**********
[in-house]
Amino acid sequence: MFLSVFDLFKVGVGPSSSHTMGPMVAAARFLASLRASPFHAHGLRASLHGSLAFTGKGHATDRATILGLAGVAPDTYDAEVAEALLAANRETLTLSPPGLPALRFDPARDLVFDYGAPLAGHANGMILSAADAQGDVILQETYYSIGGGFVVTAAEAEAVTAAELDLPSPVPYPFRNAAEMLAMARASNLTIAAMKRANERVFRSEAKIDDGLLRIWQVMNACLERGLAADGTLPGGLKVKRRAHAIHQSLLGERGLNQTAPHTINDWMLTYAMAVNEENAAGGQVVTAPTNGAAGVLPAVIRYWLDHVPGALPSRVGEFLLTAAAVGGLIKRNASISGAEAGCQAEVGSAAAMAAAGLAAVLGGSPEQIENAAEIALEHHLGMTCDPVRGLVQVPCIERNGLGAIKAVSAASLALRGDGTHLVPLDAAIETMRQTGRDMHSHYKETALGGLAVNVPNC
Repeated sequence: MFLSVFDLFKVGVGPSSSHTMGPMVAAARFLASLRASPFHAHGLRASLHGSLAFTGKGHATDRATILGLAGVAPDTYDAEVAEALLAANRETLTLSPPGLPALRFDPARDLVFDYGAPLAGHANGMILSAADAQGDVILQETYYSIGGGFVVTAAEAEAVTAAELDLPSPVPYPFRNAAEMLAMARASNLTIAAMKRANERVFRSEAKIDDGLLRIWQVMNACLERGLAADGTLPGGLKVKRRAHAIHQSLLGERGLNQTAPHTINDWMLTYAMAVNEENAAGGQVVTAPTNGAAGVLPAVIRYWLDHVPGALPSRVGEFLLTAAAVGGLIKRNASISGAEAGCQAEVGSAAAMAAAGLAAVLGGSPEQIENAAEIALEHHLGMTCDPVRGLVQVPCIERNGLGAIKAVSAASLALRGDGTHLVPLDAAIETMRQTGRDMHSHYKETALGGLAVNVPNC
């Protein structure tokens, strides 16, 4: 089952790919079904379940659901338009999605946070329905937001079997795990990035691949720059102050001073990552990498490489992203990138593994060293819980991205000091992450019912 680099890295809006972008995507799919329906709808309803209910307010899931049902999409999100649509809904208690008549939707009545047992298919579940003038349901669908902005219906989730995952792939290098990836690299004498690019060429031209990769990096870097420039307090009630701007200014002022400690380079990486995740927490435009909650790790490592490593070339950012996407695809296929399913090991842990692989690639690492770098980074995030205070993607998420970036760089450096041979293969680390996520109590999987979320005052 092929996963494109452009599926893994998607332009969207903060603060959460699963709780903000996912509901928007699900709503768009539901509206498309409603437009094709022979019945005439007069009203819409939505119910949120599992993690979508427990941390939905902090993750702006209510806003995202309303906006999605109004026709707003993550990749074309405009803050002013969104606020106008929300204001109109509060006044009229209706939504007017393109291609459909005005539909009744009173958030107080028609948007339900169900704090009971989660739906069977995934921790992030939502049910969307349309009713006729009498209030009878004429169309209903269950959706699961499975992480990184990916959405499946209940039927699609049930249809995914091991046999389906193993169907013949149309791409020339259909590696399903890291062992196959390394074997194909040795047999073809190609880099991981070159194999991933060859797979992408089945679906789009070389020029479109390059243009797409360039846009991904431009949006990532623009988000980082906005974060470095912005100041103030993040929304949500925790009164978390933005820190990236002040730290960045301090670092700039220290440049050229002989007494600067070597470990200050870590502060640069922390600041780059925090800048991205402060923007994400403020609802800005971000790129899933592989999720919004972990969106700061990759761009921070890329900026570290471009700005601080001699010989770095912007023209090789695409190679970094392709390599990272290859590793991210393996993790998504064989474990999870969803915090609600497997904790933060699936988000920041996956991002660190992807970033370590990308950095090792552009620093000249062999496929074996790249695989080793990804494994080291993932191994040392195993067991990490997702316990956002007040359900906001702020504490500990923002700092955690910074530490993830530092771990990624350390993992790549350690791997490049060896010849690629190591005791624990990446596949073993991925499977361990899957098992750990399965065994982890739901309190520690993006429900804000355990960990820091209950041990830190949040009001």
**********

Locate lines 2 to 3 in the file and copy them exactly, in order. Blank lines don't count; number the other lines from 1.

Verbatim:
Amino acid sequence: MFLSVFDLFKVGVGPSSSHTMGPMVAAARFLASLRASPFHAHGLRASLHGSLAFTGKGHATDRATILGLAGVAPDTYDAEVAEALLAANRETLTLSPPGLPALRFDPARDLVFDYGAPLAGHANGMILSAADAQGDVILQETYYSIGGGFVVTAAEAEAVTAAELDLPSPVPYPFRNAAEMLAMARASNLTIAAMKRANERVFRSEAKIDDGLLRIWQVMNACLERGLAADGTLPGGLKVKRRAHAIHQSLLGERGLNQTAPHTINDWMLTYAMAVNEENAAGGQVVTAPTNGAAGVLPAVIRYWLDHVPGALPSRVGEFLLTAAAVGGLIKRNASISGAEAGCQAEVGSAAAMAAAGLAAVLGGSPEQIENAAEIALEHHLGMTCDPVRGLVQVPCIERNGLGAIKAVSAASLALRGDGTHLVPLDAAIETMRQTGRDMHSHYKETALGGLAVNVPNC
Repeated sequence: MFLSVFDLFKVGVGPSSSHTMGPMVAAARFLASLRASPFHAHGLRASLHGSLAFTGKGHATDRATILGLAGVAPDTYDAEVAEALLAANRETLTLSPPGLPALRFDPARDLVFDYGAPLAGHANGMILSAADAQGDVILQETYYSIGGGFVVTAAEAEAVTAAELDLPSPVPYPFRNAAEMLAMARASNLTIAAMKRANERVFRSEAKIDDGLLRIWQVMNACLERGLAADGTLPGGLKVKRRAHAIHQSLLGERGLNQTAPHTINDWMLTYAMAVNEENAAGGQVVTAPTNGAAGVLPAVIRYWLDHVPGALPSRVGEFLLTAAAVGGLIKRNASISGAEAGCQAEVGSAAAMAAAGLAAVLGGSPEQIENAAEIALEHHLGMTCDPVRGLVQVPCIERNGLGAIKAVSAASLALRGDGTHLVPLDAAIETMRQTGRDMHSHYKETALGGLAVNVPNC